152. Tryanon says:

    A simple “Girls, you shouldn’t do that. You could die. Don’t EVER do that again. Now get back to class”, should have been sufficient!

  153. SteveC says:

    My brother died from using an inhaler that was not prescribed to him. Sharing prescription meds is dangerous. Despite the fact that my brother died from such an experience, I think expulsion is too severe in this case. The sharing was not for recreational purposes. Suspension and some extra learning activities on the dangers of what they did seems like the right thing to do.

  154. nicolette says:

    The principal of Lewis-Palmer JHS is Caryn Collette, no email address provided. However the superintendent is John Borman, 719-785-4200 . This stupifyingly , what, unethical? principal needs to go who holds to ‘Zero Tolerance’ idiocy even when attempting to save a life. (Which is what her friend was trying to do.) Zero Tolerance = 100% idiocy.

  155. ILikeRush says:

    You should resign you are not smart enough to work in a school.

  156. Heather says:

    Wow, this article really brought out all of the WebMD doctors out there. LOL.

  157. Wereturtle says:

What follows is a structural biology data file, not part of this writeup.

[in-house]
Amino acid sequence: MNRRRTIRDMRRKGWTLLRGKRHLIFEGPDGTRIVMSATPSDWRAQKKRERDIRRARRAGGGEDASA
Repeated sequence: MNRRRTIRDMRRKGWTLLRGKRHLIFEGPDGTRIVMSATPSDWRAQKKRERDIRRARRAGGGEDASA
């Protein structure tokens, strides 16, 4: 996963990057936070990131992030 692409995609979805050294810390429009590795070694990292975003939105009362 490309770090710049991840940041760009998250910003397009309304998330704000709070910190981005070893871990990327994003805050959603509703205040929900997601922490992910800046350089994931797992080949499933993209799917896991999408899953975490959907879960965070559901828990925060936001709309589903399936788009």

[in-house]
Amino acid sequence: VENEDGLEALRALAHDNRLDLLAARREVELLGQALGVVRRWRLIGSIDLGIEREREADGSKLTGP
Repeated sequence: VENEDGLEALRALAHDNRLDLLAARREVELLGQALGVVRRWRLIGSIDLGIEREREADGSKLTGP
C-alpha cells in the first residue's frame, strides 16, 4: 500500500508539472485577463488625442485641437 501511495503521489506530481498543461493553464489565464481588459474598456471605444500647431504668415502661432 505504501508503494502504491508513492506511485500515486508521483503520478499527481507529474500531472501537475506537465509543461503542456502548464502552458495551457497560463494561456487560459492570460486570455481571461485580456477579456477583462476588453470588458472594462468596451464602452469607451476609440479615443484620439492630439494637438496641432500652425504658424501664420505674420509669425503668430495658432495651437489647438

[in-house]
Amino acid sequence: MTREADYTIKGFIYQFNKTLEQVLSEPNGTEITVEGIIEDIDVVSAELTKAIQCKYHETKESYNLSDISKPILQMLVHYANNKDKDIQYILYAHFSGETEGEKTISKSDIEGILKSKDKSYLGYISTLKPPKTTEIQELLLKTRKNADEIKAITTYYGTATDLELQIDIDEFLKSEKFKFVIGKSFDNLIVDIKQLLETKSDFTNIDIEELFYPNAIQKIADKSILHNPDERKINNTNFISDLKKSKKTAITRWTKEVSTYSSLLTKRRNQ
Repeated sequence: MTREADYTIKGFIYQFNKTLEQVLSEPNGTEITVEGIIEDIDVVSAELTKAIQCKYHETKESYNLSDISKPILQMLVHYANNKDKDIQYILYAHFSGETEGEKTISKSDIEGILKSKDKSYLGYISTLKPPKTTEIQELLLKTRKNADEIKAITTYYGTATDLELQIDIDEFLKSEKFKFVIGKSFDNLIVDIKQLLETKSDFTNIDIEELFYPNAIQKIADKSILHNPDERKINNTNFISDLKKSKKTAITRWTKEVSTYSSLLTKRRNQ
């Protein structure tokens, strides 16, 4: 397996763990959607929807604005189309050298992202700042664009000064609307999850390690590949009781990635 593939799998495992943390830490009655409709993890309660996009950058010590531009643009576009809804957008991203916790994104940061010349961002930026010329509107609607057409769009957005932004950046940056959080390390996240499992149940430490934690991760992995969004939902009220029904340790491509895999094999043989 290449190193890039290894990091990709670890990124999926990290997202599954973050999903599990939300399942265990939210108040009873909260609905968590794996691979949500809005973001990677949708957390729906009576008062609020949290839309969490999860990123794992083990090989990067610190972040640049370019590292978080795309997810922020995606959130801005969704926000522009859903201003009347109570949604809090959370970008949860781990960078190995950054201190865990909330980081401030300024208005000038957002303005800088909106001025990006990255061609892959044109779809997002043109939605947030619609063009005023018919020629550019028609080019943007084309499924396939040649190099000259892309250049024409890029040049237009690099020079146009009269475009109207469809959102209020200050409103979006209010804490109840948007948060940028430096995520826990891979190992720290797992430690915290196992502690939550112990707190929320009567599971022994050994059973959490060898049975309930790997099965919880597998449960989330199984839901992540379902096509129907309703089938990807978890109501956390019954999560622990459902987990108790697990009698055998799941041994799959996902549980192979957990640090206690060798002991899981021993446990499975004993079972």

This is the problem with Zero-Tolerance policies. They absolve the School administrators of having to employ common sense and make an actual judgement about a situation.

    Now a days, they just suspend/expel without considering the situation.

  158. kevin says:

    this is a complete joke. I have been saved by a friend’s inhaler COUNTLESS TIMES. Just imagine watching some kid having an asthma attack, knowing what will help him, and NOT giving him the inhaler. It isn’t like it could create an allergic reaction or anything.

    This is the DEFINITION of asinine

  159. glenp says:

    was there ever any ORIENTATION for students about these rules? did the administration just ASSUME that kids know every little regulation some bureaucrat has assigned to schools? do kids know you can be jailed for spitting on a sidewalk?

    do any administrators have any brains or sense or thought processes?

  160. angryMD says:

    As a physician, parent, and husband to a public school teacher, I can say that this punishment is absurd and evil, not that I expect anything else from public school administrators.